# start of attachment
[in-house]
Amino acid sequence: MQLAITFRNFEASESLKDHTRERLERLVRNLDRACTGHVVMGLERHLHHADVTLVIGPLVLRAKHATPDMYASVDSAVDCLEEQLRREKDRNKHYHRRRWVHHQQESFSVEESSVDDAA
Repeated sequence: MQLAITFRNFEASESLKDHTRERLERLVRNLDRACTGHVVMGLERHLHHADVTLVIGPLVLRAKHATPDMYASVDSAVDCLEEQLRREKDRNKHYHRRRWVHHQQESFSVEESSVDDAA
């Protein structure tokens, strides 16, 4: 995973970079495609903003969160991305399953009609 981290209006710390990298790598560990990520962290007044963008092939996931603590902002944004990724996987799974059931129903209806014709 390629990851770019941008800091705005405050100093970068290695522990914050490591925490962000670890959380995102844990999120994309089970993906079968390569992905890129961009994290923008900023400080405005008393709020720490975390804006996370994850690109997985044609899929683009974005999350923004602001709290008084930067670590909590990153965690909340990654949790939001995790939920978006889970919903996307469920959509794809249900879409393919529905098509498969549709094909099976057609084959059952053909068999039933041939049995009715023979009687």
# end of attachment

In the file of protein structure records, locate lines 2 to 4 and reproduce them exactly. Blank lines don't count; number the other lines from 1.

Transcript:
Amino acid sequence: MQLAITFRNFEASESLKDHTRERLERLVRNLDRACTGHVVMGLERHLHHADVTLVIGPLVLRAKHATPDMYASVDSAVDCLEEQLRREKDRNKHYHRRRWVHHQQESFSVEESSVDDAA
Repeated sequence: MQLAITFRNFEASESLKDHTRERLERLVRNLDRACTGHVVMGLERHLHHADVTLVIGPLVLRAKHATPDMYASVDSAVDCLEEQLRREKDRNKHYHRRRWVHHQQESFSVEESSVDDAA
């Protein structure tokens, strides 16, 4: 995973970079495609903003969160991305399953009609 981290209006710390990298790598560990990520962290007044963008092939996931603590902002944004990724996987799974059931129903209806014709 390629990851770019941008800091705005405050100093970068290695522990914050490591925490962000670890959380995102844990999120994309089970993906079968390569992905890129961009994290923008900023400080405005008393709020720490975390804006996370994850690109997985044609899929683009974005999350923004602001709290008084930067670590909590990153965690909340990654949790939001995790939920978006889970919903996307469920959509794809249900879409393919529905098509498969549709094909099976057609084959059952053909068999039933041939049995009715023979009687």